P.S. We couldn’t accept or reject the hypothesis due to the small sample size. Google, we are eager to do more experiments and you know what to do. 😉

Scientific Computing Seminars: MATLAB, Parallel Computing, and GPU Computing

CIS is very excited to announce the post-spring break events specially hand-picked for you. We have three scientific computing seminars lined up for the week of March 24th and April 1st. If you are interested, please pick one or two (or even all three) and register online to reserve your seat. Please find the details below:

MathWorks MATLAB Seminar:
Wednesday, March 26th from 12:45 pm to 3:30 pm in Sprague Learning Studio Classroom
Register online at

Title: Programming with MATLAB
Topics covered will include:
•    Basics of the MATLAB programming language
•    Automating with scripts
•    Building robust, maintainable functions
•    Tools for efficient program development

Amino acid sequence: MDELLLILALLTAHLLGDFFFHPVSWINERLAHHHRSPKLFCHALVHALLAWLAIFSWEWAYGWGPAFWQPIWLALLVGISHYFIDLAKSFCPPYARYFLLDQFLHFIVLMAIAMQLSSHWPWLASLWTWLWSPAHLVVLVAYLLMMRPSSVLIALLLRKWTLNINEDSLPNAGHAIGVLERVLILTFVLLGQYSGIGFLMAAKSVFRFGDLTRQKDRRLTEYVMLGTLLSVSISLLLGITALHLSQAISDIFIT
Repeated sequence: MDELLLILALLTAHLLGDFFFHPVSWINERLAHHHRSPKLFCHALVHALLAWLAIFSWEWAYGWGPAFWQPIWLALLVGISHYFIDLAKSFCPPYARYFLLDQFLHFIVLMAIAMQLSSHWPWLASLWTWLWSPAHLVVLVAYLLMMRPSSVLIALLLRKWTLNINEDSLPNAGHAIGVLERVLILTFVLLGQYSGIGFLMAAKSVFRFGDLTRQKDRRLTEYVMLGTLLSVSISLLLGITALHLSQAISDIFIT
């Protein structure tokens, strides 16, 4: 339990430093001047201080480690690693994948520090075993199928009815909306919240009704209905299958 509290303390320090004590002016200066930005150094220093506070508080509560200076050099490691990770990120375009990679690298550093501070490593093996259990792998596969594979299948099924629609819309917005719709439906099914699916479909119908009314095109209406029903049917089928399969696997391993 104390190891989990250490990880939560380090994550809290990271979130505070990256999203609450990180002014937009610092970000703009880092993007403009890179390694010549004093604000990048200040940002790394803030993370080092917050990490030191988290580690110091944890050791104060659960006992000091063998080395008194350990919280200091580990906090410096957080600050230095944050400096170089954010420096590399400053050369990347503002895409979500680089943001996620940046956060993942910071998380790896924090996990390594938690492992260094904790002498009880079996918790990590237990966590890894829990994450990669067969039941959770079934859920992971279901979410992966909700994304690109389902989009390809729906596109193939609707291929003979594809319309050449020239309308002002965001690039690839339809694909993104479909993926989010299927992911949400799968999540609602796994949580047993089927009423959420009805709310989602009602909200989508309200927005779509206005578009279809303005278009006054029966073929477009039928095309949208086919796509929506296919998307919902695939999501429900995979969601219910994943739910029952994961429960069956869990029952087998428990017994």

•    Using objects and authoring classes in MATLAB

Parallel Computing Seminar:
Thursday, March 27th from 12:00 pm to 1:00 pm in Sprague Learning Studio Classroom
Register online at

Title: Parallel Computing with MPI (Message Passing Interface)
Topics covered will include:
•    Basics of Parallel Processing
•    Ways to make your program run (much) faster
•    Hands-on examples of MPI

XSEDE HPC Monthly Workshop on OpenACC GPU Programming:
Tuesday, April 1st from 8:00 am to 2 pm in Sprague Learning Studio Classroom
Register online at

Title: OpenACC* GPU Programming
Topics covered will include:
•   Parallel Computing and Accelerators
•   Intro to OpenACC
•   Using OpenACC with CUDA Libraries
•   Advanced OpenACC and OpenMP 4.0

*OpenACC is the accepted standard using compiler directives to allow quick development of GPU capable codes using standard languages and compilers. It has been used with great success to accelerate real applications within very short development periods. This workshop assumes knowledge of either C or Fortran programming.

XSEDE HPC Workshop on MPI at Harvey Mudd College